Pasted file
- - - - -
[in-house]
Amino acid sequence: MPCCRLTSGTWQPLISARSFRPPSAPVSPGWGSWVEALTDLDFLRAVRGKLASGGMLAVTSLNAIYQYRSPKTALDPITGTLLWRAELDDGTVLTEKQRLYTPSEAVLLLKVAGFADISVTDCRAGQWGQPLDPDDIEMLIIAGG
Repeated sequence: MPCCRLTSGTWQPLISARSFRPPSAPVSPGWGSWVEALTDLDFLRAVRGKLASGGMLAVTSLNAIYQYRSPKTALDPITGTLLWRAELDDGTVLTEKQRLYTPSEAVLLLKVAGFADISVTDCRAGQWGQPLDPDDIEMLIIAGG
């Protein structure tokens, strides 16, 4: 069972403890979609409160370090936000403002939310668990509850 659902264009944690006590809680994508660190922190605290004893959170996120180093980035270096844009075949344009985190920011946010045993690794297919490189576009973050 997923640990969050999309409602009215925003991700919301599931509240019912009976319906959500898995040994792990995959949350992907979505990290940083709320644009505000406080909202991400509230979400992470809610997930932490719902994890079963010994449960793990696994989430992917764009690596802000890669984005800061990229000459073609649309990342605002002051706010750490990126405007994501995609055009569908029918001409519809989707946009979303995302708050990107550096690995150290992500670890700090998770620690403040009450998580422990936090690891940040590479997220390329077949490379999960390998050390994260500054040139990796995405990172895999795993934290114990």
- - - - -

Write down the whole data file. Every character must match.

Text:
[in-house]
Amino acid sequence: MPCCRLTSGTWQPLISARSFRPPSAPVSPGWGSWVEALTDLDFLRAVRGKLASGGMLAVTSLNAIYQYRSPKTALDPITGTLLWRAELDDGTVLTEKQRLYTPSEAVLLLKVAGFADISVTDCRAGQWGQPLDPDDIEMLIIAGG
Repeated sequence: MPCCRLTSGTWQPLISARSFRPPSAPVSPGWGSWVEALTDLDFLRAVRGKLASGGMLAVTSLNAIYQYRSPKTALDPITGTLLWRAELDDGTVLTEKQRLYTPSEAVLLLKVAGFADISVTDCRAGQWGQPLDPDDIEMLIIAGG
């Protein structure tokens, strides 16, 4: 069972403890979609409160370090936000403002939310668990509850 659902264009944690006590809680994508660190922190605290004893959170996120180093980035270096844009075949344009985190920011946010045993690794297919490189576009973050 997923640990969050999309409602009215925003991700919301599931509240019912009976319906959500898995040994792990995959949350992907979505990290940083709320644009505000406080909202991400509230979400992470809610997930932490719902994890079963010994449960793990696994989430992917764009690596802000890669984005800061990229000459073609649309990342605002002051706010750490990126405007994501995609055009569908029918001409519809989707946009979303995302708050990107550096690995150290992500670890700090998770620690403040009450998580422990936090690891940040590479997220390329077949490379999960390998050390994260500054040139990796995405990172895999795993934290114990």